Posted by Frank Kitman on 15:59 in Afghanistan |
Even in war-weary Afghanistan and its endless unfolding catalogue of horror, the case of a 15 year old girl named Sahar Gul shocked and ashamed many Afghans as they watched television images of her limp and bruised form being carried to hospital ER.http://kitmantv.blogspot.com/2012/02/afghanistan-girlpower.html
The teenager had just been rescued from weeks of imprisonment and torture at the hands of her husband’s family. Sahar Gul had been sold to the family to pay a debt but she refused to become a prostitute to bring in more money. She was cut, burned with cigarettes, beaten to a pulp and many of her fingernails were ripped out. She was barely alive when police found her.
Across town, another teenager refused to look away and dismiss the attack as just another incident in a country where - even after the ultra-misogyny of the Taliban has retreated into isolated pockets - the plight of women remains desperate and downtrodden.
Noorjahan Akbar added Sahar Gul to her casebook.
“I think when you are born a woman in Afghanistan you are taught every day to hate yourself. We don’t know how to respect women, neither men nor women , no one knows it, women don’t respect themselves.” NOORJAHAN AKBAR, Activist.
When Foreign Correspondent’s Trevor Bormann accompanies Noorjahan on a visit to Sahar’s hospital ward a profoundly moving meeting unfolds. A deep friendship has developed between the two and Noorjahan spends time consoling and encouraging Sahar, even treating her mangled fingers to a manicure.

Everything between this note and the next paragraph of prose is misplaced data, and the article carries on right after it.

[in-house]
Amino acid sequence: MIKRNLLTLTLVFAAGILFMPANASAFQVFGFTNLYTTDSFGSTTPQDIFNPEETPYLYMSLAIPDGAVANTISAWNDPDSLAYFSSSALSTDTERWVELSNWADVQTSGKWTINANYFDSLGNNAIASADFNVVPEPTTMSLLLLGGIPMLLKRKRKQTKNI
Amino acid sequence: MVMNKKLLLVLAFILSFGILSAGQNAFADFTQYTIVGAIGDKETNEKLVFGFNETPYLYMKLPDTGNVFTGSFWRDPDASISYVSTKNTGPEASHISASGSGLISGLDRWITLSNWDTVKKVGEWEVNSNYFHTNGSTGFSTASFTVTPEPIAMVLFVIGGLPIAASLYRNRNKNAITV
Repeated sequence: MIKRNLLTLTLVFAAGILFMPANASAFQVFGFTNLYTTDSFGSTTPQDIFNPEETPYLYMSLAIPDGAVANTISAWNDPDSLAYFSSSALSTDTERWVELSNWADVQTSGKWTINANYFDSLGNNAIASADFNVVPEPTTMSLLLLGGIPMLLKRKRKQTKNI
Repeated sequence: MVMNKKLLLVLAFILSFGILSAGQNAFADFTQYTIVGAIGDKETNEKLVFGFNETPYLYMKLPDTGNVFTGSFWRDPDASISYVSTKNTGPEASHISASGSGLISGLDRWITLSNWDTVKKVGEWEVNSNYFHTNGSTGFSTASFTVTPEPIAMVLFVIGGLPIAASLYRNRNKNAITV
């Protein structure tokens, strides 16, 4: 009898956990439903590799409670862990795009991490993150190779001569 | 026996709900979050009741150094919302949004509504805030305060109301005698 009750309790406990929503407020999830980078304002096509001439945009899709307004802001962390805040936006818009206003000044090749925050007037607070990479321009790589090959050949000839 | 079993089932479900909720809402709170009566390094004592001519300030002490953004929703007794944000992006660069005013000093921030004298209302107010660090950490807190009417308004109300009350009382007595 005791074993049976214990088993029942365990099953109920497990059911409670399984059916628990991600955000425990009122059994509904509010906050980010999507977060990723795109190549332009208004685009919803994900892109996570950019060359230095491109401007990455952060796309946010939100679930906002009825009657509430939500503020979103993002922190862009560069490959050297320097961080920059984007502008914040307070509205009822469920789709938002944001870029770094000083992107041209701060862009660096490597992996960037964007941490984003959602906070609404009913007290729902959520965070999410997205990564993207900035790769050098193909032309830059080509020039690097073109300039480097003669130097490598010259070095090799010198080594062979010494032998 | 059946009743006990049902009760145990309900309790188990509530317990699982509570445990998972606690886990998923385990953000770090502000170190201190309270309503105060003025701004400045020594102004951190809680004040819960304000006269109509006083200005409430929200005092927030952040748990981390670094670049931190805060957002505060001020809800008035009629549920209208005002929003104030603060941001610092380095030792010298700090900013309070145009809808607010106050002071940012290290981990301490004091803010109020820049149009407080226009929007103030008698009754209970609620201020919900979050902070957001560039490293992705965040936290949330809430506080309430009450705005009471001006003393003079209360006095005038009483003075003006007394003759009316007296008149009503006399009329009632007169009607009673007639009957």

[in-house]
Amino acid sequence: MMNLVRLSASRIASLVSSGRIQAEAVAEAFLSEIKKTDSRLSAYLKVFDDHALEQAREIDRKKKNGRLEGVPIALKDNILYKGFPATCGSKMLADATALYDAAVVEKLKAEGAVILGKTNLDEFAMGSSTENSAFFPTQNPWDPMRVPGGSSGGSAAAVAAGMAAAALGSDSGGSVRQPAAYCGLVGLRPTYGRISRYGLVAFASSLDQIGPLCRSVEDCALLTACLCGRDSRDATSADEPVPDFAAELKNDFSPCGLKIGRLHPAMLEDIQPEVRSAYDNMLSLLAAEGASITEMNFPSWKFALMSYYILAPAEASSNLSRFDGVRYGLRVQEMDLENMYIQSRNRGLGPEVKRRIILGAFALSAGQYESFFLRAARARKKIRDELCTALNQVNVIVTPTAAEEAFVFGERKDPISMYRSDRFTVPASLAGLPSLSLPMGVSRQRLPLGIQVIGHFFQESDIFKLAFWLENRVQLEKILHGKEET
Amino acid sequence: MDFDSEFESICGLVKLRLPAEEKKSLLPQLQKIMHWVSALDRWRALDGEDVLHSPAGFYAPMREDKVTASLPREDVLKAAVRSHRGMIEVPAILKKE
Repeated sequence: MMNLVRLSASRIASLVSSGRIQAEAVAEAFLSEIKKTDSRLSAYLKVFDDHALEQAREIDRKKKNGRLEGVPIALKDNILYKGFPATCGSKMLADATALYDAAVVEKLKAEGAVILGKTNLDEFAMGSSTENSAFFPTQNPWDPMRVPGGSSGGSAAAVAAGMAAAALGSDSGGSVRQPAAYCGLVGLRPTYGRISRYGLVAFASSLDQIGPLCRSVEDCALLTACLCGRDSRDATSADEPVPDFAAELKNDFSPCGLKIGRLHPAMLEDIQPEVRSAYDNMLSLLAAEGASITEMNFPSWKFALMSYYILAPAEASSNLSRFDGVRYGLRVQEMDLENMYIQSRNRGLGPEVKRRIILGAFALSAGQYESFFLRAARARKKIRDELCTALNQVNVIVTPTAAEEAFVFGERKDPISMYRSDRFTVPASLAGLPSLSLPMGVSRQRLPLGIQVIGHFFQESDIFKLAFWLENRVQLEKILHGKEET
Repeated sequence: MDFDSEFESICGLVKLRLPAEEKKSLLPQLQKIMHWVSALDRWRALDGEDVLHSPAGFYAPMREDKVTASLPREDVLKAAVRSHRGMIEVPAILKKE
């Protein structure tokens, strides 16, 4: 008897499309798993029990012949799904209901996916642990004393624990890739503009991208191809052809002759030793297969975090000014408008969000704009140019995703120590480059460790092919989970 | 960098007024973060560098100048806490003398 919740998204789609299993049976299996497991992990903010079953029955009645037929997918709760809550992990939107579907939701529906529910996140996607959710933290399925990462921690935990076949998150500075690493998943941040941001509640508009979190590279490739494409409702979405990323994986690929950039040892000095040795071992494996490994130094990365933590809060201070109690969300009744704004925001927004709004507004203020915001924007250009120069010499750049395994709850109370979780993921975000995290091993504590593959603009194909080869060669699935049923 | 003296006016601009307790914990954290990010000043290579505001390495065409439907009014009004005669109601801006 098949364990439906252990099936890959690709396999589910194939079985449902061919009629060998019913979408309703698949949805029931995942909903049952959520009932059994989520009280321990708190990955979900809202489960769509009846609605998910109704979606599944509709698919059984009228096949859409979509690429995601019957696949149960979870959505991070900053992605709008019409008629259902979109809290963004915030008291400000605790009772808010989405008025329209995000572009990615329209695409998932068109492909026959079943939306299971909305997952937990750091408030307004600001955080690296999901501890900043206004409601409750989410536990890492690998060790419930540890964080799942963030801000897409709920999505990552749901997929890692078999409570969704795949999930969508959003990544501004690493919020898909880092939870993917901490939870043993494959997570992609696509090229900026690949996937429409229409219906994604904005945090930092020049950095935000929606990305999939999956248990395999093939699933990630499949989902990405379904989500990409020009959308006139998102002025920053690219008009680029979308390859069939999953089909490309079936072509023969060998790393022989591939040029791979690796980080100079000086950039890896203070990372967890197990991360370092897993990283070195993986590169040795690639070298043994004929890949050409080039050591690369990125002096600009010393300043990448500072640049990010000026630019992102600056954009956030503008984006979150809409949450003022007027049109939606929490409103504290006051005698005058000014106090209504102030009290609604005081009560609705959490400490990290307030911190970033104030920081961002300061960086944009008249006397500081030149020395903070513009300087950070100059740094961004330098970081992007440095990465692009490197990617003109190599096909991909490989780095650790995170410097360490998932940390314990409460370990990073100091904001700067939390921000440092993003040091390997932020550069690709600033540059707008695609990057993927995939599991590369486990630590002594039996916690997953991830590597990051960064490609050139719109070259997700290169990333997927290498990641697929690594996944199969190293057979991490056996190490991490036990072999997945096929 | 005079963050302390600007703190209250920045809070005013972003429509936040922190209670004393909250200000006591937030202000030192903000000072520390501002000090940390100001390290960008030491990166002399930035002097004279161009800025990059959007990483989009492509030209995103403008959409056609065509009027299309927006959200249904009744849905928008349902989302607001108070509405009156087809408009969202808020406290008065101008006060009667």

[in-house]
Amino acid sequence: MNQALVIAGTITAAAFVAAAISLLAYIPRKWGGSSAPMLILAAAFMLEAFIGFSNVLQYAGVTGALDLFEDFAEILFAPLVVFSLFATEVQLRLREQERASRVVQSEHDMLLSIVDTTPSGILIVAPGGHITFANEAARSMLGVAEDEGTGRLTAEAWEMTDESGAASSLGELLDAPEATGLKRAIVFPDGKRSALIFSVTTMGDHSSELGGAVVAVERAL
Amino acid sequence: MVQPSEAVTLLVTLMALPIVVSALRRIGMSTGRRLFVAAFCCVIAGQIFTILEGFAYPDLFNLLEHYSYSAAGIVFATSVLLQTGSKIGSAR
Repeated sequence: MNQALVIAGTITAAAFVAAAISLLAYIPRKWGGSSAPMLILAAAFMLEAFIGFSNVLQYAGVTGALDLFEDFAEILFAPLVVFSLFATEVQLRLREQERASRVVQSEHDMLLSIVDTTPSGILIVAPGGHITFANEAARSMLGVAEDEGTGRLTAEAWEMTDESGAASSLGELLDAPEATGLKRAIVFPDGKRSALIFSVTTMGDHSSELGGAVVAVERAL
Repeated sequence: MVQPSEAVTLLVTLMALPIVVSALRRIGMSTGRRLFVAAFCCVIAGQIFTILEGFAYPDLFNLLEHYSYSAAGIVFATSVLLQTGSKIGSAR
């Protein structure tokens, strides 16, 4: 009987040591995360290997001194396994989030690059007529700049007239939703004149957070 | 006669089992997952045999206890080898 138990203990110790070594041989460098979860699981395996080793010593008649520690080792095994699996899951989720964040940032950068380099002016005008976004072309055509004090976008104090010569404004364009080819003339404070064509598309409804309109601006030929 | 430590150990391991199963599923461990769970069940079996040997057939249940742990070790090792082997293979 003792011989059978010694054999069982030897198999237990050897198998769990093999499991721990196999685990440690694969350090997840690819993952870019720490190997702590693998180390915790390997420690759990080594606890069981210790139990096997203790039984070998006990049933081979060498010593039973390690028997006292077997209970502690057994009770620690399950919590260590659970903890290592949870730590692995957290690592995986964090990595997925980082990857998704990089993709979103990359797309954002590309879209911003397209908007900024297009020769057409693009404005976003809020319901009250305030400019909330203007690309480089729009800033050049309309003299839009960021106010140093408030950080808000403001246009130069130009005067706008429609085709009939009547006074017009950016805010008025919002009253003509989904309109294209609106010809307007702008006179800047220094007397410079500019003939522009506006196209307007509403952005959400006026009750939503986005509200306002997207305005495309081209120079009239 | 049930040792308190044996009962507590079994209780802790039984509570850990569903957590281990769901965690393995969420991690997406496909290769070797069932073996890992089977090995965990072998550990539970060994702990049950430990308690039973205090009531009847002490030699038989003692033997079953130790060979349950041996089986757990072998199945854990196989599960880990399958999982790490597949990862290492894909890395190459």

Can a 19 year old change an age old order in Afghanistan? Well, she’s not alone. Australian TV producer Trudi-Ann Tierney has witnessed a groundswell of aspiration and a push for change among the young women she encounters in her role as head of drama at Kabul’s Tolo TV and elsewhere in the capital.
“I see now a generation of amazing young women who are so progressive and smart and determined to make a change and to sustain change within society.” TRUDI-ANN TIERNEY, Head of Drama, Tolo TV
Nevertheless, when we visit Trudi-Ann she’s in the thick of a crisis. A leading actress has fled the country after threats from her extended family, embarrassed by her professional pursuits.
Through the eyes of the young teenager and those of the outsider this is a confronting but ultimately inspiring story of emerging female power in Afghanistan.